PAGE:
But Glory be, Jesus’ relationship with women is so mind-blowingly progressive that we can read His words 2,000 years later without thinking them archaic. I can’t even watch a TV show from 10 years ago without picking up on outdated patriarchal themes. But I can read every single word a man from 2,000 years ago said to women, and about women, with nothing but awe and reverence.

Let that sink in for a moment.

At a time when women were invisible in literature, in culture, and in religion-  Jesus affirms and supports women, lifting them out of bondage and into the light. He is a champion of womanhood- if He had done this alone, he would have been one of the most revolutionary teachers of all time.

Oh, how great Thou Art. 

Jesus’ relationship with women is so mind-blowingly progressive that we can read His words 2,000 years later without thinking them archaic Share on X


Submission in Marriage / Freedom in Christ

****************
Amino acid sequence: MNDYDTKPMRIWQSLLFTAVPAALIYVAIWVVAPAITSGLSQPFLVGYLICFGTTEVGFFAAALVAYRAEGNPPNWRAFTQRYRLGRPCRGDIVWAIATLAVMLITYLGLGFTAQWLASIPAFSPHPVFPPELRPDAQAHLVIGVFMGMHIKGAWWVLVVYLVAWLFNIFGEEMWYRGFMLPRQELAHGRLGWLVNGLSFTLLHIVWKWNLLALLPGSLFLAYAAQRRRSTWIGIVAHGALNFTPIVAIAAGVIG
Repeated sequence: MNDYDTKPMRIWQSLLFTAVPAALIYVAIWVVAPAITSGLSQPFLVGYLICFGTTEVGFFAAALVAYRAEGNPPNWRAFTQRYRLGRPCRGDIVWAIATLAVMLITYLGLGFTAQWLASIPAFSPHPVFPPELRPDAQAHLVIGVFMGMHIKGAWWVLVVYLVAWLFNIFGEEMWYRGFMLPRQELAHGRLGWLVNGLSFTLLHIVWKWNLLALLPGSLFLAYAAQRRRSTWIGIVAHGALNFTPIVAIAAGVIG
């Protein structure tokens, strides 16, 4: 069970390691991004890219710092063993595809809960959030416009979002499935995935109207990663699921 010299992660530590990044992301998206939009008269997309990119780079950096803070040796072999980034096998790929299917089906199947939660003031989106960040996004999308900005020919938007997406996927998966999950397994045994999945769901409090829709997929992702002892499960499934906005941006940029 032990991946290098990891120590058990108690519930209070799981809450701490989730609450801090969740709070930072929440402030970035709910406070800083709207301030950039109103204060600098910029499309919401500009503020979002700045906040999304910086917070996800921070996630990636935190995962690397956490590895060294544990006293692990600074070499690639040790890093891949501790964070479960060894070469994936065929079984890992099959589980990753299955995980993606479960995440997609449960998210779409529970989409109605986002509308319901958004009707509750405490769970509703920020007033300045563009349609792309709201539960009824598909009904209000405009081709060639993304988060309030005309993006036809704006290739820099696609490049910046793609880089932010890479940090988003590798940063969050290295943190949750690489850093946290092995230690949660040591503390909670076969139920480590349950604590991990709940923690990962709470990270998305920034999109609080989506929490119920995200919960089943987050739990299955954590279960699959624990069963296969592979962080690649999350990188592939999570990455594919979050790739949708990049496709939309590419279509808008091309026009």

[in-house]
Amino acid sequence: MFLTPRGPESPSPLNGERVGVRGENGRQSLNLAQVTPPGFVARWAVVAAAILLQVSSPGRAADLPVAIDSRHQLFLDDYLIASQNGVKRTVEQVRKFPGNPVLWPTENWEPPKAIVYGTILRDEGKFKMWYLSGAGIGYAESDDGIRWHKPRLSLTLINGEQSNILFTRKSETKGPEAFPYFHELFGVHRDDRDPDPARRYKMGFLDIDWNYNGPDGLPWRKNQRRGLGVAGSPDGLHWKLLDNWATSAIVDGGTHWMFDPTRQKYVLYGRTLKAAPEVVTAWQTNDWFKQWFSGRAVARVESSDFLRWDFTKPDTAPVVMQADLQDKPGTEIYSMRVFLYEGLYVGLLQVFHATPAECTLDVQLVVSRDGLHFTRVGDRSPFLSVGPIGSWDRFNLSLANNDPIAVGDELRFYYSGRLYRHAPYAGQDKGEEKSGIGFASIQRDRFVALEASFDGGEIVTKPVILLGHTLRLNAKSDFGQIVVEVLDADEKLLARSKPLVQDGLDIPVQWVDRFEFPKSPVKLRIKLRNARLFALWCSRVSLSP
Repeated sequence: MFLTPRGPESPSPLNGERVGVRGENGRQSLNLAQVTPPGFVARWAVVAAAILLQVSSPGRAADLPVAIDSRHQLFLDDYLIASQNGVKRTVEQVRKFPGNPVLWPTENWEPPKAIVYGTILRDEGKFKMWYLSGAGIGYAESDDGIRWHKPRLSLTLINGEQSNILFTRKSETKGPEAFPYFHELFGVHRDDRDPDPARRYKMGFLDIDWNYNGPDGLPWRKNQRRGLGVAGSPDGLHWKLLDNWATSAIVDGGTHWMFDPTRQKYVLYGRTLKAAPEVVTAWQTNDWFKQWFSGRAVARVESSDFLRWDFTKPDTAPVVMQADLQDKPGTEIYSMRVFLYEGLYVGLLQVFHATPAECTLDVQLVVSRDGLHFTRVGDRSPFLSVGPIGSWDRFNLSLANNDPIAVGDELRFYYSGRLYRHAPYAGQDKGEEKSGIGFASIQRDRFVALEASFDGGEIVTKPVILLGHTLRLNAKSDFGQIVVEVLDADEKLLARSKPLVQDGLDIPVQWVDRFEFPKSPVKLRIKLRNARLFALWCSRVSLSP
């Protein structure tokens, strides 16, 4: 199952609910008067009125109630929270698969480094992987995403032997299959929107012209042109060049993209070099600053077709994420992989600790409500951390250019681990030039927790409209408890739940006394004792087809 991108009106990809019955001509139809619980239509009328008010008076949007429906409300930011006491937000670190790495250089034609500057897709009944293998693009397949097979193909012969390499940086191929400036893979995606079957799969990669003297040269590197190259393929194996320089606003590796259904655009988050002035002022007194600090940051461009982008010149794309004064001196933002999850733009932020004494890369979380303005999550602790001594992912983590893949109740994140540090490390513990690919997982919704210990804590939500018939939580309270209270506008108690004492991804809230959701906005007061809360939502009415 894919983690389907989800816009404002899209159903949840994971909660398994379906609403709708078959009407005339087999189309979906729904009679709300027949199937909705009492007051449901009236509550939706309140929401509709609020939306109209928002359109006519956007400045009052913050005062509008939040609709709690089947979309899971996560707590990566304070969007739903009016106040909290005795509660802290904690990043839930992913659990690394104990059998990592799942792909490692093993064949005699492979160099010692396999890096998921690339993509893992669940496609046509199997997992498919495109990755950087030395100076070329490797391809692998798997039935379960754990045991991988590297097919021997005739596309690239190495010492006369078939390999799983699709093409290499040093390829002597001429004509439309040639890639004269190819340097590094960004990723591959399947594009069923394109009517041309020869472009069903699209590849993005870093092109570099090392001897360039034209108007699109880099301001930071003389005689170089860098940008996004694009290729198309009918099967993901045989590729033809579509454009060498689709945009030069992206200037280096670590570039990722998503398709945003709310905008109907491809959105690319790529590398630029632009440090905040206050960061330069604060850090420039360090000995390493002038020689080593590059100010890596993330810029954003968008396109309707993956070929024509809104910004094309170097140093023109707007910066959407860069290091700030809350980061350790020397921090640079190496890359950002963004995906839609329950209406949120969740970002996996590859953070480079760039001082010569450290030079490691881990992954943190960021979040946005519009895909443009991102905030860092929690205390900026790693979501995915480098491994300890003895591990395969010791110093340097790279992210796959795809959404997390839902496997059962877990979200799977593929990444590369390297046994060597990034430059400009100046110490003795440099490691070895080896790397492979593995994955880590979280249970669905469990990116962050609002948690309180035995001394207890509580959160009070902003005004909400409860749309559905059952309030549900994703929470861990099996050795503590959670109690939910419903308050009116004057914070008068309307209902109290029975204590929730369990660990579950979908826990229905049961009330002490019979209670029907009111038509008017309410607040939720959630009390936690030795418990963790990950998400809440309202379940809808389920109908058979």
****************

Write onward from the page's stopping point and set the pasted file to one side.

When presented with a handful of verses written by Paul to specific people, in a specific time and place, I can’t help but compare them to the way Jesus loved women.

And the difference is striking.

I think we got lost somewhere. I think well-meaning leaders with good intentions teach harmful theology. I think both wives and husbands can benefit from mutual submission and not one-sided obedience.

There was no room for inferiority, submission, or patriarchy in Jesus’ message. There is no place for it in the Kingdom of God. If female submission in marriage and male headship was a vital part of the Kingdom of God, wouldn’t Jesus have said so?

I don’t submit to my husband because nowhere in Christ’s teachings am I told to do so. There is no evidence in the Gospels for female submission.

In fact, when reading the words of Christ all I see is a man who freed women from cultural bondage and sinful patriarchy.


I serve a God who calls me a Daughter of Abraham.

I, along with my husband, sit at the feet of God.

I pray to a God who hears my questions and heals my broken heart.

I serve the Divine made flesh, who appeared first to women in all his resurrected glory, and told them to spread the message.